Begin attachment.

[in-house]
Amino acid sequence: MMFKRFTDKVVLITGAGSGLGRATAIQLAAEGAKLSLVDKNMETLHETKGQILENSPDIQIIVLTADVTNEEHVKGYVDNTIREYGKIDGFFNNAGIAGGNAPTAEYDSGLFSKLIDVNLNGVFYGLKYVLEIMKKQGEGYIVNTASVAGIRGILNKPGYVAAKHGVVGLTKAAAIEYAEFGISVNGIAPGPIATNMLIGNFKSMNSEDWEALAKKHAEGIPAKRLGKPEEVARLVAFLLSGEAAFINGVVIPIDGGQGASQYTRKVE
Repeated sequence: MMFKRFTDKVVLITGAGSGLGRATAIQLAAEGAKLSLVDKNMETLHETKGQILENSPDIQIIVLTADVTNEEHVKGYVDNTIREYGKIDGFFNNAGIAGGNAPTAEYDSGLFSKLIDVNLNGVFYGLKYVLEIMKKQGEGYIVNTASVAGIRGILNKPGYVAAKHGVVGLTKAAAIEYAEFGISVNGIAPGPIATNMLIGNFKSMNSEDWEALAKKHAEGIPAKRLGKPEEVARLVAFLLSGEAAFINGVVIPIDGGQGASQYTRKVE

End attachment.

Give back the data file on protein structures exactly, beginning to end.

[in-house]
Amino acid sequence: MMFKRFTDKVVLITGAGSGLGRATAIQLAAEGAKLSLVDKNMETLHETKGQILENSPDIQIIVLTADVTNEEHVKGYVDNTIREYGKIDGFFNNAGIAGGNAPTAEYDSGLFSKLIDVNLNGVFYGLKYVLEIMKKQGEGYIVNTASVAGIRGILNKPGYVAAKHGVVGLTKAAAIEYAEFGISVNGIAPGPIATNMLIGNFKSMNSEDWEALAKKHAEGIPAKRLGKPEEVARLVAFLLSGEAAFINGVVIPIDGGQGASQYTRKVE
Repeated sequence: MMFKRFTDKVVLITGAGSGLGRATAIQLAAEGAKLSLVDKNMETLHETKGQILENSPDIQIIVLTADVTNEEHVKGYVDNTIREYGKIDGFFNNAGIAGGNAPTAEYDSGLFSKLIDVNLNGVFYGLKYVLEIMKKQGEGYIVNTASVAGIRGILNKPGYVAAKHGVVGLTKAAAIEYAEFGISVNGIAPGPIATNMLIGNFKSMNSEDWEALAKKHAEGIPAKRLGKPEEVARLVAFLLSGEAAFINGVVIPIDGGQGASQYTRKVE